This is funny, heart-wrenching and a depiction of every family's nightmare all at the same time. Ginny and William Owens have retired into their peaceful life in Burlington, Vermont when one by one their adult children come home bringing their own young children and all their problems. Running from her one-time adulterous husband, Lillian arrives with her two young children but tells no one of her husband's dalliance. Stephen and his pregnant, high powered Wall Street wife arrive next only to have Jane soon placed on bedrest, displacing Lillian from her bedroom and sending her to the pullout couch in the den with her kids. Lastly, Rachel appears, broke and silently pregnant by her unpopular boyfriend. Nerves are jangled, the kitchen is a sticky mess with unwashed dishes everywhere. William and Ginny find that their quiet, contented life as grandparents has taken a huge step backwards, at first. True-to-life dialogue, the reader feels like they could be in this story as any one of the characters. Moore has nailed the family dynamic on the head in "Arrivals" and writes this as a novel so familiar to us all that we cannot let go until the very end.

"The Language of Flowers," by Vanessa Diffenbaugh, Ballantine Books, $25.00, Hardcover, August 23, 2011

Vanessa Diffenbaugh has written an extraordinary debut novel with "The Language of Flowers" where she brings forth in elegant prose the emotions of anger and mistrust, love and loss. During the Victorian Era flowers conveyed expression of love and were often used as a form of communication whether it be a Bird of Paradise to express magnificence, or Stephanotis in a bridal bouquet symbolizing happiness in marriage. "The Language of Flowers" is the unfolding story of Victoria Jones, an abandoned child who has been kicked out of group home after group home in her anger and grief. Elizabeth, a matriarch of a family vineyard who is dealing with her own grief with the estrangement from her sister, takes her in. After an emotionally devastating turn of events, Diffenbaugh takes us to Victoria's 18th birthday when she is emancipated from foster care and turned out on her own. With no resources Victoria lives in a local park, surrounding herself by plants and flowers she steals from public gardens making her feel safe. Plants, however, cannot protect her from the vagrants and Victoria finds a job with a caring florist and rediscovers her talent in making floral arrangements with flowers that send a particular meaning. Life takes a major turn when she is recognized at the early dawn flower market by a friend from her life on the vineyard. Victoria must confront what happened nine years ago with Elizabeth in order to learn how to love and trust someone again.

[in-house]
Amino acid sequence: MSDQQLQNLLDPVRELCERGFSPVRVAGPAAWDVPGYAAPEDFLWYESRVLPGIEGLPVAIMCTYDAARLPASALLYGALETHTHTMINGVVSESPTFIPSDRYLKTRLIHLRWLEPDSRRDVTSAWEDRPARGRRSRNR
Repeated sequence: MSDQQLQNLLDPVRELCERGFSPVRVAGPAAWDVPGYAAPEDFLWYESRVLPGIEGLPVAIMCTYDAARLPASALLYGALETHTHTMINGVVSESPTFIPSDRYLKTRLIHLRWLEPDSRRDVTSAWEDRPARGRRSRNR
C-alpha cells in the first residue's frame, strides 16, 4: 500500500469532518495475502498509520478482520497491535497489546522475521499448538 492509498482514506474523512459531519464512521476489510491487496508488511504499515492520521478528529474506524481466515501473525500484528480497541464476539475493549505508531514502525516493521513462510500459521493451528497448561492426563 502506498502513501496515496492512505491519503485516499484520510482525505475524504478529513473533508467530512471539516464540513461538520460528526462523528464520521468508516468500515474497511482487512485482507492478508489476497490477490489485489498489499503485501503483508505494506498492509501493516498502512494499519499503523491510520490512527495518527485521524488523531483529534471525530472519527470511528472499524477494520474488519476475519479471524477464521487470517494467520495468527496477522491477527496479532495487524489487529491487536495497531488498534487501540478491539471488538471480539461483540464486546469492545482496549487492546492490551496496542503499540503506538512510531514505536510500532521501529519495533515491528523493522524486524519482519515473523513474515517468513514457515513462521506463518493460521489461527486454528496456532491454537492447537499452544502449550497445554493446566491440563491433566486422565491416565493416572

I read this book without stopping and found myself fascinated and entranced by the language of flowers. (I have already purchased a copy of Kate Greenaway's "Language of Flowers" book in order to learn more and make my own bouquets.)

In her novel, Diffenbaugh has done an exemplary job showing us how flowers can communicate emotions and feelings in a way that we as human beings have a difficult time putting into words. This is a book that will resonate with you for a long time and find you searching for that just right flower when you need to send a message to someone you care about.

Annie Philbrick is the owner of Bank Square Books in Mystic. Her reviews appear in each issue of Grace.